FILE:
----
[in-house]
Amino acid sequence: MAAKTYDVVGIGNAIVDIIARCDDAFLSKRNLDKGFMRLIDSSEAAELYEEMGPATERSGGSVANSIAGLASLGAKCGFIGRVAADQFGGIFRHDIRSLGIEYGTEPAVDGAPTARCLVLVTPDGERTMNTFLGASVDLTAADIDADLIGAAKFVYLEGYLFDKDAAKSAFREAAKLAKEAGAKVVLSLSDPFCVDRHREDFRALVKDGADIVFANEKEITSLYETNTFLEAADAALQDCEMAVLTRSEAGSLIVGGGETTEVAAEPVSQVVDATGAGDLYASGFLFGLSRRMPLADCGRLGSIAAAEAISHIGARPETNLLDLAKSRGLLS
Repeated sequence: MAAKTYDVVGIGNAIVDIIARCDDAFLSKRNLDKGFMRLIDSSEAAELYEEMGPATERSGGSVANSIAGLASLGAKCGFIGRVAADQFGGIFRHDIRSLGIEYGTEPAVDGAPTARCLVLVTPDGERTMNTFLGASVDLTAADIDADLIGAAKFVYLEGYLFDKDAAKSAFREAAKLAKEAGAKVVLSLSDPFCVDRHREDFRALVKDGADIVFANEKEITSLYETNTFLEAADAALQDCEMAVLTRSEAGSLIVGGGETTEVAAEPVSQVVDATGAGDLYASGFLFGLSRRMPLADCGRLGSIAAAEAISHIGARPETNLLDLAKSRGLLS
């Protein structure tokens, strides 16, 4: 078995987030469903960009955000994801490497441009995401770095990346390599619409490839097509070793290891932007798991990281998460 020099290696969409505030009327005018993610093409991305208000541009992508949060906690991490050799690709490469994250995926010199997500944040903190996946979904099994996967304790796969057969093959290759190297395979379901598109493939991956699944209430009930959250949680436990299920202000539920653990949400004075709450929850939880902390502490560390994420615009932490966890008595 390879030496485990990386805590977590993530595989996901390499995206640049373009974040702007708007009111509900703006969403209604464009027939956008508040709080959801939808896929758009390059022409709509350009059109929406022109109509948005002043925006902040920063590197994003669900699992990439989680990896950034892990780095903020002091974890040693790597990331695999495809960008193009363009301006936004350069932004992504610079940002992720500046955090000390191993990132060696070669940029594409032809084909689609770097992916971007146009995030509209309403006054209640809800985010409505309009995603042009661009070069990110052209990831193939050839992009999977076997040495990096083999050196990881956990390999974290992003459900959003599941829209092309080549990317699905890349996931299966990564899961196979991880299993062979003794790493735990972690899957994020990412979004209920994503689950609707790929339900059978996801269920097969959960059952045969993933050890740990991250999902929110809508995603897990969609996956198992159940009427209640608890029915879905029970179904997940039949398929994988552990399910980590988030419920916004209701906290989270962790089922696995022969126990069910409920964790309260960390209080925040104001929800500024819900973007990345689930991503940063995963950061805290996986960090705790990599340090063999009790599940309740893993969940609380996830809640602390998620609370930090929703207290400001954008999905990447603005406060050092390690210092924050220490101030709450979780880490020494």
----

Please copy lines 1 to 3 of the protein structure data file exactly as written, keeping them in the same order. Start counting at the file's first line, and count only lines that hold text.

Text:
[in-house]
Amino acid sequence: MAAKTYDVVGIGNAIVDIIARCDDAFLSKRNLDKGFMRLIDSSEAAELYEEMGPATERSGGSVANSIAGLASLGAKCGFIGRVAADQFGGIFRHDIRSLGIEYGTEPAVDGAPTARCLVLVTPDGERTMNTFLGASVDLTAADIDADLIGAAKFVYLEGYLFDKDAAKSAFREAAKLAKEAGAKVVLSLSDPFCVDRHREDFRALVKDGADIVFANEKEITSLYETNTFLEAADAALQDCEMAVLTRSEAGSLIVGGGETTEVAAEPVSQVVDATGAGDLYASGFLFGLSRRMPLADCGRLGSIAAAEAISHIGARPETNLLDLAKSRGLLS
Repeated sequence: MAAKTYDVVGIGNAIVDIIARCDDAFLSKRNLDKGFMRLIDSSEAAELYEEMGPATERSGGSVANSIAGLASLGAKCGFIGRVAADQFGGIFRHDIRSLGIEYGTEPAVDGAPTARCLVLVTPDGERTMNTFLGASVDLTAADIDADLIGAAKFVYLEGYLFDKDAAKSAFREAAKLAKEAGAKVVLSLSDPFCVDRHREDFRALVKDGADIVFANEKEITSLYETNTFLEAADAALQDCEMAVLTRSEAGSLIVGGGETTEVAAEPVSQVVDATGAGDLYASGFLFGLSRRMPLADCGRLGSIAAAEAISHIGARPETNLLDLAKSRGLLS